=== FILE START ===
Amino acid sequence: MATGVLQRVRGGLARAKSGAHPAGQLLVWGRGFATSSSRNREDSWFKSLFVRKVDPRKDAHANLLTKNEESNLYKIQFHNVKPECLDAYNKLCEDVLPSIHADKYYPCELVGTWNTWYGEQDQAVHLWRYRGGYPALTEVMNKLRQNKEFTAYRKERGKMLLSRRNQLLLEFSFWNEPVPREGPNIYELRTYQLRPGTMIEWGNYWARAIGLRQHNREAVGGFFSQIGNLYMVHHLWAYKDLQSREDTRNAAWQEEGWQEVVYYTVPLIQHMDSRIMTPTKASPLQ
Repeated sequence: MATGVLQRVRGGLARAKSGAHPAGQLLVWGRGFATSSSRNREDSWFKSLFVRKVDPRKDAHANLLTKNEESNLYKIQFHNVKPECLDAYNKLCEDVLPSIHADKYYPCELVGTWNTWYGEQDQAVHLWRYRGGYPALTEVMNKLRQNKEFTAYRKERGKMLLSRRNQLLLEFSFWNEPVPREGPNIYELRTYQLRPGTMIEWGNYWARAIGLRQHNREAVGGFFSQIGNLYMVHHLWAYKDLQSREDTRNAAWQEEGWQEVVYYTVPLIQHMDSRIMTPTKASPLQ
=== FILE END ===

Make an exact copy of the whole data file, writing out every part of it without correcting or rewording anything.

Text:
Amino acid sequence: MATGVLQRVRGGLARAKSGAHPAGQLLVWGRGFATSSSRNREDSWFKSLFVRKVDPRKDAHANLLTKNEESNLYKIQFHNVKPECLDAYNKLCEDVLPSIHADKYYPCELVGTWNTWYGEQDQAVHLWRYRGGYPALTEVMNKLRQNKEFTAYRKERGKMLLSRRNQLLLEFSFWNEPVPREGPNIYELRTYQLRPGTMIEWGNYWARAIGLRQHNREAVGGFFSQIGNLYMVHHLWAYKDLQSREDTRNAAWQEEGWQEVVYYTVPLIQHMDSRIMTPTKASPLQ
Repeated sequence: MATGVLQRVRGGLARAKSGAHPAGQLLVWGRGFATSSSRNREDSWFKSLFVRKVDPRKDAHANLLTKNEESNLYKIQFHNVKPECLDAYNKLCEDVLPSIHADKYYPCELVGTWNTWYGEQDQAVHLWRYRGGYPALTEVMNKLRQNKEFTAYRKERGKMLLSRRNQLLLEFSFWNEPVPREGPNIYELRTYQLRPGTMIEWGNYWARAIGLRQHNREAVGGFFSQIGNLYMVHHLWAYKDLQSREDTRNAAWQEEGWQEVVYYTVPLIQHMDSRIMTPTKASPLQ